Stars including Rita Ora, Adam Lambert and David Guetta have played a charity tribute concert in honour of the late Swedish DJ Avicii.
Avicii, whose real name was Tim Bergling, was found dead in Oman in April 2018, at the age of 28.
His family said at the time he was a perfectionist who struggled with stress and "could not go on any longer".
Proceeds from the concert will go to mental health and suicide prevention charities.
It opened on an emotional note, with thousands of fans lighting up Stockholm's Friends Arena with their phones; as Swedish singer Sandro Cavazzo performed his Avicii collaboration Without You.
The song's poignant lyrics - "I've gotta learn how to love without you" - have become a eulogy for the DJ in the wake of his death; with the single returning to the top of the charts in his home country.
Embellished by mournful strings, Cavazzo's sensitive delivery set the tone for the concert, which carefully balanced commemoration and celebration.
British star Rita Ora embodied the latter, embracing the spiralling euphoria of Lonely Together, backed by a 30-piece band and cascading pyrotechnics.
As the song ended, she formed her hands into a heart symbol in tribute to Avicii.
After leaving the stage, she posted a heartfelt note on Instagram, saying: "I want to thank Avicii's family for organising this [concert] to raise awareness for mental health especially within the music industry.
"Often success can be seen as a representation that someone is also doing well mentally, however we can see here that there is sooo much more work to be done."
A parade of Avicii's friends and collaborators graced the stage, including Adam Lambert, Michelle Gonzalez, Agnes Carlsson, Kygo and Belgian DJ Dimitri Vegas.
Aloe Blacc, who scored a worldwide hit with Avicii on the dance-country crossover Wake Me Up, was among those paying tribute.
"Every generation has its icon and heroes who break convention to capture hearts and minds," he said. "Our friend Tim Bergling was one of those bright, shining stars.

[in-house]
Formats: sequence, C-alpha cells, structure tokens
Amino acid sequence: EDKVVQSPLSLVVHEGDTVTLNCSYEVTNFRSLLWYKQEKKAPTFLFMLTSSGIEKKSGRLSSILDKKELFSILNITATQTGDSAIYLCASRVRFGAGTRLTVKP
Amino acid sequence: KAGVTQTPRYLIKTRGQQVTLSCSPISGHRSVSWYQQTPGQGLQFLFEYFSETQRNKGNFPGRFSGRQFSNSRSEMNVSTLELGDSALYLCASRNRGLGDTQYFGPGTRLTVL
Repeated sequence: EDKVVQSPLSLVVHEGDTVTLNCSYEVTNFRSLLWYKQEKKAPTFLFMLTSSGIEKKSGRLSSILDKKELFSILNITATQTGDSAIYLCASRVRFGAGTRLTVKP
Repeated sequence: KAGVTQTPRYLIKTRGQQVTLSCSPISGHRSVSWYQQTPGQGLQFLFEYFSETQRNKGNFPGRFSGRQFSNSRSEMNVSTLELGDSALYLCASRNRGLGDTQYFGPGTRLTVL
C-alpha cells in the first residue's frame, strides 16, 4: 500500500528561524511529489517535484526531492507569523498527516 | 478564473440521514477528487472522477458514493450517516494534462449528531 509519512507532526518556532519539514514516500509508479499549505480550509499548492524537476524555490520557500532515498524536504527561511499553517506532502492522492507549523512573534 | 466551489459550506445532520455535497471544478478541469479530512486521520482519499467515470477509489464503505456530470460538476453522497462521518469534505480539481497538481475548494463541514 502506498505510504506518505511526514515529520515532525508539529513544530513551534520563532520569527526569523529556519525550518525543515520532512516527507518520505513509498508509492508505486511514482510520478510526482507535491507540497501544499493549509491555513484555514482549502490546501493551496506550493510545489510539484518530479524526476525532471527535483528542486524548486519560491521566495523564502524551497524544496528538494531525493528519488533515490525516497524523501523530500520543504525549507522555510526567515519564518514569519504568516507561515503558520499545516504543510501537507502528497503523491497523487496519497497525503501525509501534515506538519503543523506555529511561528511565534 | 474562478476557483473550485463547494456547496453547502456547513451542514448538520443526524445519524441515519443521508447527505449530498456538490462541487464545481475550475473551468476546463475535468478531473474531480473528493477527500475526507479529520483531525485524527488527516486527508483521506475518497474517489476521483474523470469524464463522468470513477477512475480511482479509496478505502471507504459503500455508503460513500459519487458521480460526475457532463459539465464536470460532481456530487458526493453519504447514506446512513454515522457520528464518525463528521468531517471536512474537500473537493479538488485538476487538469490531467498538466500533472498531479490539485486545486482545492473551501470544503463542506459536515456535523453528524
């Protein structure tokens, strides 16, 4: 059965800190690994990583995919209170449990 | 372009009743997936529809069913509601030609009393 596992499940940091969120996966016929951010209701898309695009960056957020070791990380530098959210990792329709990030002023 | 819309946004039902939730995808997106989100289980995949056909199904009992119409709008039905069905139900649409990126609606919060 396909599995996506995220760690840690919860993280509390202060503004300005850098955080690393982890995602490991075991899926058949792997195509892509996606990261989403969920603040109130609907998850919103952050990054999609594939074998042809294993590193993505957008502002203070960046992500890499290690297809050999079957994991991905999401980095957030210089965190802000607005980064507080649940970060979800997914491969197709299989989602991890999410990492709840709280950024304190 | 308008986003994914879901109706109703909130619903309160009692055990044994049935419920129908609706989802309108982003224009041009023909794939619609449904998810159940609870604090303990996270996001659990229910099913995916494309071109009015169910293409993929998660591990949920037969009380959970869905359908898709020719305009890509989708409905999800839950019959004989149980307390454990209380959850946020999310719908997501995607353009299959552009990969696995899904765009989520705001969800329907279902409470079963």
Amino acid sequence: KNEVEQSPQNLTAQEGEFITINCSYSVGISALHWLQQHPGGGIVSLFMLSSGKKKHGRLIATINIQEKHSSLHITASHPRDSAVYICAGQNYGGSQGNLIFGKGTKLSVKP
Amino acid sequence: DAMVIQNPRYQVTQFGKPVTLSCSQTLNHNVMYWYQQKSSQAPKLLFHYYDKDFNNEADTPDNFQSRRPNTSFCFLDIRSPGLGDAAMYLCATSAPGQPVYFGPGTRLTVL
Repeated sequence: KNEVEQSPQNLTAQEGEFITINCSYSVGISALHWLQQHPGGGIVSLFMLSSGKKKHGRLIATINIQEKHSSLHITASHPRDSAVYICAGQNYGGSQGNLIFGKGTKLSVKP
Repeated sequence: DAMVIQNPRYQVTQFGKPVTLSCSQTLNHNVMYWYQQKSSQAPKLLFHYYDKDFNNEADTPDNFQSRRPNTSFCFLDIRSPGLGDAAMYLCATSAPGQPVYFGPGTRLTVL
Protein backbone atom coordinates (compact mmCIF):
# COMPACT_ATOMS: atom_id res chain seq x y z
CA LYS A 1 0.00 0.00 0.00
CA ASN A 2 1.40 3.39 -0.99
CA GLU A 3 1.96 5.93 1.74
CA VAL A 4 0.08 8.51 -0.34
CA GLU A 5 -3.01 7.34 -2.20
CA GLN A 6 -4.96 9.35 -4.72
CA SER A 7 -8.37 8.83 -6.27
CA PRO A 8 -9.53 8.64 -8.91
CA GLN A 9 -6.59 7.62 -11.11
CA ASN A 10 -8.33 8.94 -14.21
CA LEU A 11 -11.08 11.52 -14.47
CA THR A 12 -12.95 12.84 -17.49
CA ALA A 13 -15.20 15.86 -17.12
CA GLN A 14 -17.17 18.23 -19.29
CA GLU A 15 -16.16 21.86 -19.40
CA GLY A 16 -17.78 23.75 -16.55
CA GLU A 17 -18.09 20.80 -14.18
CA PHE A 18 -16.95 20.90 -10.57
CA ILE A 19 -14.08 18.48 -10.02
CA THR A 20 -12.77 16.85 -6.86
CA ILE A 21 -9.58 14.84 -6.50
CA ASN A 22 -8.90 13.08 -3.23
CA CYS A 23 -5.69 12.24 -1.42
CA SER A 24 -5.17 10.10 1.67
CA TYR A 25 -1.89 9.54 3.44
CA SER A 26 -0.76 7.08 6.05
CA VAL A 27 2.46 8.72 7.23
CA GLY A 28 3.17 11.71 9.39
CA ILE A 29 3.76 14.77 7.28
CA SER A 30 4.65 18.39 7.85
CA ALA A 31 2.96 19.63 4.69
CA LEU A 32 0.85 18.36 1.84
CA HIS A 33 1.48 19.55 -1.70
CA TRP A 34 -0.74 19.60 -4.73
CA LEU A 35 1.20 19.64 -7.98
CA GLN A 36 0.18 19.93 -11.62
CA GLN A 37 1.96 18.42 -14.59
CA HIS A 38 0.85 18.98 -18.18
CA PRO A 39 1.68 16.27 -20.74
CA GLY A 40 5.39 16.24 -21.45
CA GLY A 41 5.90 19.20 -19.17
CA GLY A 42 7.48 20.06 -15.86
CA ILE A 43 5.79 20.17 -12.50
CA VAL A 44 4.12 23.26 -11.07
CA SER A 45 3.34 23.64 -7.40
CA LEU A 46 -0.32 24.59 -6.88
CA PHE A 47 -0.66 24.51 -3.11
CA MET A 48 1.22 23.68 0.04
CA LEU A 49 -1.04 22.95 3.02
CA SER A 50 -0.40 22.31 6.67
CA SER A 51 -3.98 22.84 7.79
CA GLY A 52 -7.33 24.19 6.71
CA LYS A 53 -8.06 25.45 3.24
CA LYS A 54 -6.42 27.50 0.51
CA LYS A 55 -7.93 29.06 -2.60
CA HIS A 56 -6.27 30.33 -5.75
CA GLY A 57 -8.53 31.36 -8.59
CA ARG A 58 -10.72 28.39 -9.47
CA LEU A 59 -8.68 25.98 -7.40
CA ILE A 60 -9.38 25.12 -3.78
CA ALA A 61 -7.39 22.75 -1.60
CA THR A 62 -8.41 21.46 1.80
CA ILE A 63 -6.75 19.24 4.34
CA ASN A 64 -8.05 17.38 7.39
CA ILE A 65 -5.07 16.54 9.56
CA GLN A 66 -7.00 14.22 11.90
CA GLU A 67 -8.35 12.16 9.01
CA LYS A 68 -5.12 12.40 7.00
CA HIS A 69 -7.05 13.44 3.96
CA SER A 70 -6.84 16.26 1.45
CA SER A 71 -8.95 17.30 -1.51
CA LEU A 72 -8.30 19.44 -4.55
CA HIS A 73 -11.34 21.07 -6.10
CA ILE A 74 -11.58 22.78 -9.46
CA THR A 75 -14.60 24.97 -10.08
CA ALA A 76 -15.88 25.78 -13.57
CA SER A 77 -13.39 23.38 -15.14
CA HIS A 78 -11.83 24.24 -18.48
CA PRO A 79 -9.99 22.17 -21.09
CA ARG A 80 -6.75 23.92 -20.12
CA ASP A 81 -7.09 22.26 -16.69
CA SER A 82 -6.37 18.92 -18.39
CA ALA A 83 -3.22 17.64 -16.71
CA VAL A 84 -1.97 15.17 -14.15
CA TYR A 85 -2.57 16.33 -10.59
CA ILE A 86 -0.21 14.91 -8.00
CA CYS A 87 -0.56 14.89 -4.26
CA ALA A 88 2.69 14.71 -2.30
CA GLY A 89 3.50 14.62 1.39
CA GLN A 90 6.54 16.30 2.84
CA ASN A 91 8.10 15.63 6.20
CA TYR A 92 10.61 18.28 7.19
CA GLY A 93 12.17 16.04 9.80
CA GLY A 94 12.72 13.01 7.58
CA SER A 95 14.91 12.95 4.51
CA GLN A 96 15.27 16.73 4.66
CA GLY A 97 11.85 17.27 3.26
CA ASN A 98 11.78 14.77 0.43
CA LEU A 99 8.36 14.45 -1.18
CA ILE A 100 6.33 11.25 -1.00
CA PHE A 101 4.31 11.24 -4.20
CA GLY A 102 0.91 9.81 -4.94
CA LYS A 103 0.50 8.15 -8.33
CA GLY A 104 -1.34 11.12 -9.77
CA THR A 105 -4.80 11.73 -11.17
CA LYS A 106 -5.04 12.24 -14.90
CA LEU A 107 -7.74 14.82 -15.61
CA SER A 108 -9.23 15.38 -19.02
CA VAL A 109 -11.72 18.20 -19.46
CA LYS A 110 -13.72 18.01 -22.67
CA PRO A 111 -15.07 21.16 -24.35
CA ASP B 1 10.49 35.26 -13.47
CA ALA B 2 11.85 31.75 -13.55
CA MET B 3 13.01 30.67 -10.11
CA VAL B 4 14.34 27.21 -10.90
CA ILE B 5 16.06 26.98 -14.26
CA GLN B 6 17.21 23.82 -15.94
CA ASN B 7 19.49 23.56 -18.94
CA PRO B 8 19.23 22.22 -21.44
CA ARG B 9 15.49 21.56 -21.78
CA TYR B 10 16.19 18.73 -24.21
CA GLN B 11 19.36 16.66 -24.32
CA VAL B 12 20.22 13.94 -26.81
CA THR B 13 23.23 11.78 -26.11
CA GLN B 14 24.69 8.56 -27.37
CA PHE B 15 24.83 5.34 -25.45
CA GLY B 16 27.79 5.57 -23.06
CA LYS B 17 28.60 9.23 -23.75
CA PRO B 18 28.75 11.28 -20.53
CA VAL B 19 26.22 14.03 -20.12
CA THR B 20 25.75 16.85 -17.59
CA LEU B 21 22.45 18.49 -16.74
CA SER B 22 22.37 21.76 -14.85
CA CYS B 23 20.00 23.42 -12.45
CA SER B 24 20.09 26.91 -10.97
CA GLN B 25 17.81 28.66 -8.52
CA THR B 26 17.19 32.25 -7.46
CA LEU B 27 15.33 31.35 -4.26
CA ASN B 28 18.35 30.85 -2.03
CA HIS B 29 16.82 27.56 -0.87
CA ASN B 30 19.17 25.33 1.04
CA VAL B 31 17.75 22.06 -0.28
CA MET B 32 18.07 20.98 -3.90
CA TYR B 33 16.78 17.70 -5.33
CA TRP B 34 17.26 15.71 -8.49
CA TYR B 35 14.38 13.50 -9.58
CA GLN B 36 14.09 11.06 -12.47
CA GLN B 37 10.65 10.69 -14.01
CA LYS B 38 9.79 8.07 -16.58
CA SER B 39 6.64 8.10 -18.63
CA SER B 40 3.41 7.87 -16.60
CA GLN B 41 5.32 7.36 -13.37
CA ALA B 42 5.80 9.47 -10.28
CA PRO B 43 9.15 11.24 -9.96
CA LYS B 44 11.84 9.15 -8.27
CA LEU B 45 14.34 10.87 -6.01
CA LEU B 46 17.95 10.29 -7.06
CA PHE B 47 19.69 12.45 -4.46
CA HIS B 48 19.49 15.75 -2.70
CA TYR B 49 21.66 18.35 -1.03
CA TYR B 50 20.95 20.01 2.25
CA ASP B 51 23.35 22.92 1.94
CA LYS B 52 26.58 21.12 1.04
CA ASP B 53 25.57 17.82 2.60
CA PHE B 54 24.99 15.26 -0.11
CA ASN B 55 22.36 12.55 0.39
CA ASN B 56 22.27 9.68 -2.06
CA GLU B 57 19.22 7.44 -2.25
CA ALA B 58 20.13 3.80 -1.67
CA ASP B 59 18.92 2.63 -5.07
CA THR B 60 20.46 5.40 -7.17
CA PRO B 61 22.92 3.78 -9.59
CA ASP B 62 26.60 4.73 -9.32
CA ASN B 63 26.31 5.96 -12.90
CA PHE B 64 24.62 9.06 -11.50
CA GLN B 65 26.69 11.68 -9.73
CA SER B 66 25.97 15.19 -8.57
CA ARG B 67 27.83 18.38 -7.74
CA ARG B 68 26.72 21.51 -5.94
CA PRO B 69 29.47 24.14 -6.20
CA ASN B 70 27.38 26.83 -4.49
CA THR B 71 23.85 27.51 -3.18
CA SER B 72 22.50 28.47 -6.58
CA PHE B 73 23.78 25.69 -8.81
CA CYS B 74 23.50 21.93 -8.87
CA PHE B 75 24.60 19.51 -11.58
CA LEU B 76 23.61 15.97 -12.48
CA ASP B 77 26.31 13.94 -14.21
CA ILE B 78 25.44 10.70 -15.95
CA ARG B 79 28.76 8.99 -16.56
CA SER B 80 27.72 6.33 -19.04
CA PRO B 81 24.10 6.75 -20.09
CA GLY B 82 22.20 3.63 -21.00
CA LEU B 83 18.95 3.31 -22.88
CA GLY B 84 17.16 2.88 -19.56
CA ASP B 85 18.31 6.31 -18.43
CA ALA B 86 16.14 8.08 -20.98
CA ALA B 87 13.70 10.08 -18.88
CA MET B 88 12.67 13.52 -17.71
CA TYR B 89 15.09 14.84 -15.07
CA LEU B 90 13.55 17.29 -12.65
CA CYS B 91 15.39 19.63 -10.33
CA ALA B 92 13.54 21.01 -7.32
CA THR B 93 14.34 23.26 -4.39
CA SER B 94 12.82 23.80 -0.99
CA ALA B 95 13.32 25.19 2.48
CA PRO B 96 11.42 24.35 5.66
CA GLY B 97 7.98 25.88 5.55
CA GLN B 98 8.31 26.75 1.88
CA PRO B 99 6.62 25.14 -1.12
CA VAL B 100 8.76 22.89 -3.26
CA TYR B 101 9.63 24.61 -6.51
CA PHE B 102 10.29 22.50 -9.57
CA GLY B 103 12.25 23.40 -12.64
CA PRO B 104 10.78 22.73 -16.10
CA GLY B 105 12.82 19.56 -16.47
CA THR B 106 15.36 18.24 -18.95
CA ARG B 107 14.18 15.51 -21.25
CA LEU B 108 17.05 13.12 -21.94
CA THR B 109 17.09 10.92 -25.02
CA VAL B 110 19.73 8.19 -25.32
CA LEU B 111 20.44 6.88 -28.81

"Through his music, he shared his joy, his pain and his passion, and I witnessed his brilliance first hand.
"I trusted him and I believed in his artistic vision, and in a short time I would see the tremendous impact our collaboration would have on the world. It changed my life forever. Thank you, Tim."
Dance producer David Guetta called Avicii's death "a wake-up call for our community".
Musicians, whether they're DJs, pop stars or rock bands "push [themselves] constantly and it never stops," he explained to Rolling Stone ahead of the concert.
"You always need to deliver constantly. It's very difficult and the expectations, when you've reached the top, are huge, and so many people depend on you."
The star said he had cut back his touring commitments after Avicii died, restricting himself to no more than 100 shows per year.
The concert ended with an extended, valedictory version of Avicii's signature song, Levels, as the arena lit up with fireworks and laser beams. Some of the crowd danced through the sadness, others stood silently in tears.
As the club beats faded into a melancholy orchestral coda, home videos of the late DJ flashed across the screen, lingering on a final, still image before fading to black.
In a statement, Avicii's father, Klas Bergling, said the family had wanted the concert to put "the stigma surrounding mental illness and suicide" on the political agenda.
"Policies and tools are needed to detect the risks and prevent suicide, especially among young people," he added.
"We are grateful that his friends, artists and musicians with whom he worked during his career have come to Stockholm to help us realise this tribute concert."